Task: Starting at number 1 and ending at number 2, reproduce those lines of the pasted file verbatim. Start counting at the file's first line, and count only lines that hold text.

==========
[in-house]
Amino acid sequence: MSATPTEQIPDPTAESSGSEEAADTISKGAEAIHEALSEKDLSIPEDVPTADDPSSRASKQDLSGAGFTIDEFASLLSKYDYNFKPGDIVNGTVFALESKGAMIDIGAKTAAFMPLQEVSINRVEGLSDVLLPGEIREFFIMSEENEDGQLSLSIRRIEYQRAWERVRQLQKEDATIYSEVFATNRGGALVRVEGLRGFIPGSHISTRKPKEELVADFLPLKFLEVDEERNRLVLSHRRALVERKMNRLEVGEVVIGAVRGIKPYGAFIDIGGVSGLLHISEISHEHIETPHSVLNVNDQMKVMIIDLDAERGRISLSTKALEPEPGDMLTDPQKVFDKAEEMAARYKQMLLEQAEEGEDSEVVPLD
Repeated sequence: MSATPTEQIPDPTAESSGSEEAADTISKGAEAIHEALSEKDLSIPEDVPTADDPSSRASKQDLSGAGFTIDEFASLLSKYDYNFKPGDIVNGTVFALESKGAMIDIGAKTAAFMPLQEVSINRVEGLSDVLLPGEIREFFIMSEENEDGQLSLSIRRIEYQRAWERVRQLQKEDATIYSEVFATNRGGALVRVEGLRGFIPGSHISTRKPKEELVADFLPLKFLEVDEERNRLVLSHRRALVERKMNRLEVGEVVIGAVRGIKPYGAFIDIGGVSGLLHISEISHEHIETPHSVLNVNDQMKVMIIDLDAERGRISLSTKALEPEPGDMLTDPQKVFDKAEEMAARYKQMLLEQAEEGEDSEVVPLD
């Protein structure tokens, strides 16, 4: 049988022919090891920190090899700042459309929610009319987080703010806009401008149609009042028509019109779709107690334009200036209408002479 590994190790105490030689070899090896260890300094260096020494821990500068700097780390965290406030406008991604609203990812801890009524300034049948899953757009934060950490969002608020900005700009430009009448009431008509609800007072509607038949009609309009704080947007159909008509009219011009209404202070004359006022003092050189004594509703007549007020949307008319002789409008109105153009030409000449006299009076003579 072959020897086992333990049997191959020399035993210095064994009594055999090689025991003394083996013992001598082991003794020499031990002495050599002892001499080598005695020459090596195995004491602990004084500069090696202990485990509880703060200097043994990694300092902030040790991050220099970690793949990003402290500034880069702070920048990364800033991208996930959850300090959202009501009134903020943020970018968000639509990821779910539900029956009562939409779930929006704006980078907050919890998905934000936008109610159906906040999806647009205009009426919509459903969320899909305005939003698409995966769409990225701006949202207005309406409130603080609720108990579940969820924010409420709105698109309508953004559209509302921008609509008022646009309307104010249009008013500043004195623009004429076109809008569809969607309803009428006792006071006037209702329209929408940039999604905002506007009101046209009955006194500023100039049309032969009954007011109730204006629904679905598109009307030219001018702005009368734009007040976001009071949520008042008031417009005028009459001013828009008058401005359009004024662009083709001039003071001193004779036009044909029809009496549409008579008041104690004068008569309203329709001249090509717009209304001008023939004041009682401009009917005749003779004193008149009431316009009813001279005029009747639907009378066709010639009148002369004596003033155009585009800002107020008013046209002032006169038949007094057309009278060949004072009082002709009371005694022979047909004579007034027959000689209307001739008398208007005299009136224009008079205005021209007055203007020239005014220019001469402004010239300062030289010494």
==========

[in-house]
Amino acid sequence: MSATPTEQIPDPTAESSGSEEAADTISKGAEAIHEALSEKDLSIPEDVPTADDPSSRASKQDLSGAGFTIDEFASLLSKYDYNFKPGDIVNGTVFALESKGAMIDIGAKTAAFMPLQEVSINRVEGLSDVLLPGEIREFFIMSEENEDGQLSLSIRRIEYQRAWERVRQLQKEDATIYSEVFATNRGGALVRVEGLRGFIPGSHISTRKPKEELVADFLPLKFLEVDEERNRLVLSHRRALVERKMNRLEVGEVVIGAVRGIKPYGAFIDIGGVSGLLHISEISHEHIETPHSVLNVNDQMKVMIIDLDAERGRISLSTKALEPEPGDMLTDPQKVFDKAEEMAARYKQMLLEQAEEGEDSEVVPLD